On November 15th, 2019, the world lost one of the great bartenders. Gary was a long-distance mentor of mine, and then he became an idol of mine, then a colleague, and finally a friend.
When we lose someone, I think it’s nice to share some fun stories about them. Gary was a true bartender, and I’m a bartender, and so the Gary story I cherish the most is very… bartender-y. It’s not a story about us drinking together, and it’s not a story about us talking about cocktails together. This is a story about two bartenders doing what bartenders do best: making fun of each other.
Here’s to Gary. I hope you enjoy this.
I got into cocktails mainly by reading Paul Harrington’s Alchemist column on the Hotwired website in the late 1990s and early 2000s. His book, Cocktail: The Drinks Bible for the 21st Century was my bible when I started learning about cocktails and moving my way up from dive bars, to better bars, and eventually to cocktail bars. It was the book that taught me everything I knew… until 2003.
When Gary Regan’s The Joy of Mixology came out, I must have read that thing like five times. It was, and I believe still is, the most comprehensive manual on bartending ever written.
I lived by that book. All the stuff on service. The cocktail family stuff. All of the recipes were even so much better than anyone else’s. Like, when you’re first learning about this stuff and want to know how to make, I don’t know, like a White Lady or something, you look at so many recipes. And time after time, Gary’s recipes were just better; more balanced, and they all kind of made more sense, if that… makes sense.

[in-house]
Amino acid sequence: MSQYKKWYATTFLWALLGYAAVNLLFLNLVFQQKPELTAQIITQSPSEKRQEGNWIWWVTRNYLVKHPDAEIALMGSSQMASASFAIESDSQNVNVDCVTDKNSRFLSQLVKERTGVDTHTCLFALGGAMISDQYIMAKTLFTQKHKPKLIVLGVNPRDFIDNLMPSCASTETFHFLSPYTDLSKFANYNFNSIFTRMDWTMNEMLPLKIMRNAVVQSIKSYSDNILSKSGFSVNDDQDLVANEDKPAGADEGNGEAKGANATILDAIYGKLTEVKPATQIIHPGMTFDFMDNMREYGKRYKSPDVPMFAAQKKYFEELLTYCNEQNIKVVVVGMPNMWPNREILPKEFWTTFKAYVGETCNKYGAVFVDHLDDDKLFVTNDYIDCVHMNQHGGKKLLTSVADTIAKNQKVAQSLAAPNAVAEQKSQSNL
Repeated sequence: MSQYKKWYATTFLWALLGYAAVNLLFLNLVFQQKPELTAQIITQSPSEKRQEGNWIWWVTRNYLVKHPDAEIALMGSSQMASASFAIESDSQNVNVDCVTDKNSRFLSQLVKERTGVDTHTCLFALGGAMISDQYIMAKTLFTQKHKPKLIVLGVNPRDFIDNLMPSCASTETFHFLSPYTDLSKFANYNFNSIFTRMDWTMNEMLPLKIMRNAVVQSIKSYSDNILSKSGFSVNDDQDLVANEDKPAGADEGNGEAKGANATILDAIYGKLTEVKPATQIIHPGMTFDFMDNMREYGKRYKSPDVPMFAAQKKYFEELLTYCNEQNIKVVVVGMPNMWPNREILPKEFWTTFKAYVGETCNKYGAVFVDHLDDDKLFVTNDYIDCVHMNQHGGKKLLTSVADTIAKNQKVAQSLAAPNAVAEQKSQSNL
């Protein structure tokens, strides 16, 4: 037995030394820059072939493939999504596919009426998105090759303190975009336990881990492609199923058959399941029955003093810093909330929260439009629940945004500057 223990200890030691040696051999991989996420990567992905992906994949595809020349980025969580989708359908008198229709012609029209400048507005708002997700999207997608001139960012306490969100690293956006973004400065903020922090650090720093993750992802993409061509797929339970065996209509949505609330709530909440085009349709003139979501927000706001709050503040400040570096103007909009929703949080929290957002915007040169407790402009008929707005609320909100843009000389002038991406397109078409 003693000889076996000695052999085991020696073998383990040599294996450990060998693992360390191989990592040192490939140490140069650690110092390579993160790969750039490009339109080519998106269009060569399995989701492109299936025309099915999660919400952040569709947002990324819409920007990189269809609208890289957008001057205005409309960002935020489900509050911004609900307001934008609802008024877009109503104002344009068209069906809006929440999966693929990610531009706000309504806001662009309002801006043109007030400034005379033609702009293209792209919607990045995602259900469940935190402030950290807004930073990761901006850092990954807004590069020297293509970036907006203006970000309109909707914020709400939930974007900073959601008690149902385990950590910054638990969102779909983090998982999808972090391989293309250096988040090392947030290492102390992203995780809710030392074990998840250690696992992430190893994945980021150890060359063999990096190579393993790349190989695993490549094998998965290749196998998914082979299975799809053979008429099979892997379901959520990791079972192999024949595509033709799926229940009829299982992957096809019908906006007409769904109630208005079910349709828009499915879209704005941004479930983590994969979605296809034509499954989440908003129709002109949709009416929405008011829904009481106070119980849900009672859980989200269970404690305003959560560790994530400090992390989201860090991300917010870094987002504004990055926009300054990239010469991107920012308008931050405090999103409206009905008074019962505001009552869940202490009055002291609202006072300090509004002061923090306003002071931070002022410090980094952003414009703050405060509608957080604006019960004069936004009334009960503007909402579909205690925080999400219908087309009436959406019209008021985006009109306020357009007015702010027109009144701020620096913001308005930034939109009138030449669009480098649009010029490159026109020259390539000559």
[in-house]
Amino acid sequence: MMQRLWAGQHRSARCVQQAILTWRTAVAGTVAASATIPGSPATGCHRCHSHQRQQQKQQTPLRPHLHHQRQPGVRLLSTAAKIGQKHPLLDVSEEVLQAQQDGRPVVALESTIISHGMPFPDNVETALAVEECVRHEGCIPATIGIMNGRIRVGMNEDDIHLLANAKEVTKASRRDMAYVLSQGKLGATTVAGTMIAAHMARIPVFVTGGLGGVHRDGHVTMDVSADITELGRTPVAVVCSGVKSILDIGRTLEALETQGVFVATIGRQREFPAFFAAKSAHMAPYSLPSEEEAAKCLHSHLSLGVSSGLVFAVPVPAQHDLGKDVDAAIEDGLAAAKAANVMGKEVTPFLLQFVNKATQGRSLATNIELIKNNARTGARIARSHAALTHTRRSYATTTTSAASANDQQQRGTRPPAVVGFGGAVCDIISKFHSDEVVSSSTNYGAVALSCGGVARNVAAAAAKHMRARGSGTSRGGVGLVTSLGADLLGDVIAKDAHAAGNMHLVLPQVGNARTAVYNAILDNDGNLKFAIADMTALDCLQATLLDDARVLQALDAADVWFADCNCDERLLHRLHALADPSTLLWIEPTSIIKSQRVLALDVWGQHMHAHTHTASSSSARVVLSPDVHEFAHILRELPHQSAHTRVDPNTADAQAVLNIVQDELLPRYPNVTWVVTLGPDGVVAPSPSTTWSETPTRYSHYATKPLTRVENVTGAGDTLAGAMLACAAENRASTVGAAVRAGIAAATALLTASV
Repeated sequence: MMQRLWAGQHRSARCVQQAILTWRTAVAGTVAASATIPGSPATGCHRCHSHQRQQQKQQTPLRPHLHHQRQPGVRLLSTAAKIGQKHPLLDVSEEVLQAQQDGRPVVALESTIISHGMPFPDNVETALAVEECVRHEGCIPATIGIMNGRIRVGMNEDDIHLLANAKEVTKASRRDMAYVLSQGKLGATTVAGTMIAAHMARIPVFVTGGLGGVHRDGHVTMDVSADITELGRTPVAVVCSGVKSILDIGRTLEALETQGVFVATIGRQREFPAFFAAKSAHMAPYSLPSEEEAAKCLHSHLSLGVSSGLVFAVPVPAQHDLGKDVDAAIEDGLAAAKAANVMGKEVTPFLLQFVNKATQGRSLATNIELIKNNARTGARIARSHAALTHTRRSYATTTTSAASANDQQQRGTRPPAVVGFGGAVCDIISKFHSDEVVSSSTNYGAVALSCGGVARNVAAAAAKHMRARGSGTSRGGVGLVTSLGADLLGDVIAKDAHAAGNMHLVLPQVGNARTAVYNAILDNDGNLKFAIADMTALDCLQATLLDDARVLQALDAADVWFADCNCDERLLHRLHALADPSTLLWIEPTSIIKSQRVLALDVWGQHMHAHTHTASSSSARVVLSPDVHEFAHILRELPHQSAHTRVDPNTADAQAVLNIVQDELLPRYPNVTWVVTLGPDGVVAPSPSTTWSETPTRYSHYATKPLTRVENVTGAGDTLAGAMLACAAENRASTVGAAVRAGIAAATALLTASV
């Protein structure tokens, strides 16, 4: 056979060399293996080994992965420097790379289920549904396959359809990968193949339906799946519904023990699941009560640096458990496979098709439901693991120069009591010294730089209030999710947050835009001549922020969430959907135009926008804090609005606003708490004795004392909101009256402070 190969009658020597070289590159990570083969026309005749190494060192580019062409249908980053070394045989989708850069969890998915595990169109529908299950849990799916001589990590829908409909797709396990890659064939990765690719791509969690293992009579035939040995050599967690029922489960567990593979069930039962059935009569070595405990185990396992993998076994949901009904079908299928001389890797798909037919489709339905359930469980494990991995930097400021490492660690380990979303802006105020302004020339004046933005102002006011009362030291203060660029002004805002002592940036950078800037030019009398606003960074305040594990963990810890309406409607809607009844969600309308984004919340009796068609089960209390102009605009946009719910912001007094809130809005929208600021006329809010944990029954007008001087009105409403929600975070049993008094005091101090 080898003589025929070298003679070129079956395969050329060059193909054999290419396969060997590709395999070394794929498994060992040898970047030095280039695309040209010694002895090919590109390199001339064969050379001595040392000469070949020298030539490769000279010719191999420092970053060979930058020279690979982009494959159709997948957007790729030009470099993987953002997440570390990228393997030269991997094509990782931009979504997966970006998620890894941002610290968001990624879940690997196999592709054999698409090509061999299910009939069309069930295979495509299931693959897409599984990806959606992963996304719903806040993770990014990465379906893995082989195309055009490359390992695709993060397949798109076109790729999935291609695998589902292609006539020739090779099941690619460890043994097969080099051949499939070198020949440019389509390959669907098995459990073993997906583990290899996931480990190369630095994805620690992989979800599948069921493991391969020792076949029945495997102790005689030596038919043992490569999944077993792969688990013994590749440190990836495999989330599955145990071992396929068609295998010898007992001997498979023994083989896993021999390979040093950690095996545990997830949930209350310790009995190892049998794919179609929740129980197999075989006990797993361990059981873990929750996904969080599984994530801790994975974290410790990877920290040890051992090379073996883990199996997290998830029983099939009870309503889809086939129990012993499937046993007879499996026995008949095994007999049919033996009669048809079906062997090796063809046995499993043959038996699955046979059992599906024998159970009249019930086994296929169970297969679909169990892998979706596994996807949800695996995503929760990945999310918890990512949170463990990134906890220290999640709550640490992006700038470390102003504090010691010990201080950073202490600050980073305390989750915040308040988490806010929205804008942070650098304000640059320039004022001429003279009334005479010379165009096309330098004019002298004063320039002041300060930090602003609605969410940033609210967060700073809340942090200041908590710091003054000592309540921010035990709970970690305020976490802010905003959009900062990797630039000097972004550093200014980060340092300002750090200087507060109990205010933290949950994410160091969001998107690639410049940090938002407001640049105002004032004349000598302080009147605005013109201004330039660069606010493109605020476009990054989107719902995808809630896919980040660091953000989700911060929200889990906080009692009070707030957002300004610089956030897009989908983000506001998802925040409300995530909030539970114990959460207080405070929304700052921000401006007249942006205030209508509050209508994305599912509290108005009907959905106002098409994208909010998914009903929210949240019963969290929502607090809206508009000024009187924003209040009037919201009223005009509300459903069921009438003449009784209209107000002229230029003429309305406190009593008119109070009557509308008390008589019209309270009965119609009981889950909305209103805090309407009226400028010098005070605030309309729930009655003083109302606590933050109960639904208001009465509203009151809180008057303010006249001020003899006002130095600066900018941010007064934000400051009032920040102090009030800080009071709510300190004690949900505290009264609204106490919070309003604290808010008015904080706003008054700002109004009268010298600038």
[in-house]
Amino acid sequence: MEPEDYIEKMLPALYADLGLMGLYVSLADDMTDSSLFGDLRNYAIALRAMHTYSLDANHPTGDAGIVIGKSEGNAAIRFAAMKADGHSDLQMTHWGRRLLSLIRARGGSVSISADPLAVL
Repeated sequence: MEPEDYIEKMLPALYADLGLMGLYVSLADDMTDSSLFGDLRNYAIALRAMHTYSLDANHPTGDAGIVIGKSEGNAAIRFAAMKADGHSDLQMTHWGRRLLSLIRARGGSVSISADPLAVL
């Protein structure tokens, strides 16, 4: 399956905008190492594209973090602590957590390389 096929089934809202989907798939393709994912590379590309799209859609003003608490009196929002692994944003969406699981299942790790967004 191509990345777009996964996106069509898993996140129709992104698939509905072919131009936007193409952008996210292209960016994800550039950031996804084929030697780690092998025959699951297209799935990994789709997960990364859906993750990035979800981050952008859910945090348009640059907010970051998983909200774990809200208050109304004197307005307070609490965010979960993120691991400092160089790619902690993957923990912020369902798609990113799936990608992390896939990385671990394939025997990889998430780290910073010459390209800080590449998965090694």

Inspired by the likes of Harrington and Regan, I started this blog in 2004 in the hope of repaying the world for everything that those two had taught me by contributing to it. Two years later, I had – much to my amazement – caught the attention of Gary Regan and he reached out and asked me to contribute some thoughts for this article, which was the very first piece of national press I’d ever received.
I was beside myself to be mentioned by one of my great bartending heroes, I can’t even tell you what it felt like, but it was awesome. Over the next few years, he and I conversed over email from time to time, chatted over Twitter, and he mentioned me a few more times in various articles for Wine Enthusiast and the SF Examiner.
Now, I know that a bartender meets a ton of people, especially someone of his caliber. So I never took it personally that he almost never recognized me when I’d see him sporadically at events or whatnot. I first introduced myself to him at Tales in maybe… 2008? Whenever it was, I walked up to him and said “Hi Gary, my name is Jeffrey Morgenthaler. I’m a bartender from Eugene, Oregon. We’ve spoken over email a few times and you’ve written about me once or twice.” And then I would go on to give the same spiel to him about once a year, every time I saw him at some industry event.
In 2011, Gary awarded me with a Gazzer, which was this fun little award he was doing in conjunction with Pernod-Ricard. I didn’t know what I’d done to deserve such a treat, but over email he told me it was an Innovation Award for inventing barrel aged cocktails. He sent me my Gary Regan bobblehead and I displayed it in my home office with pride.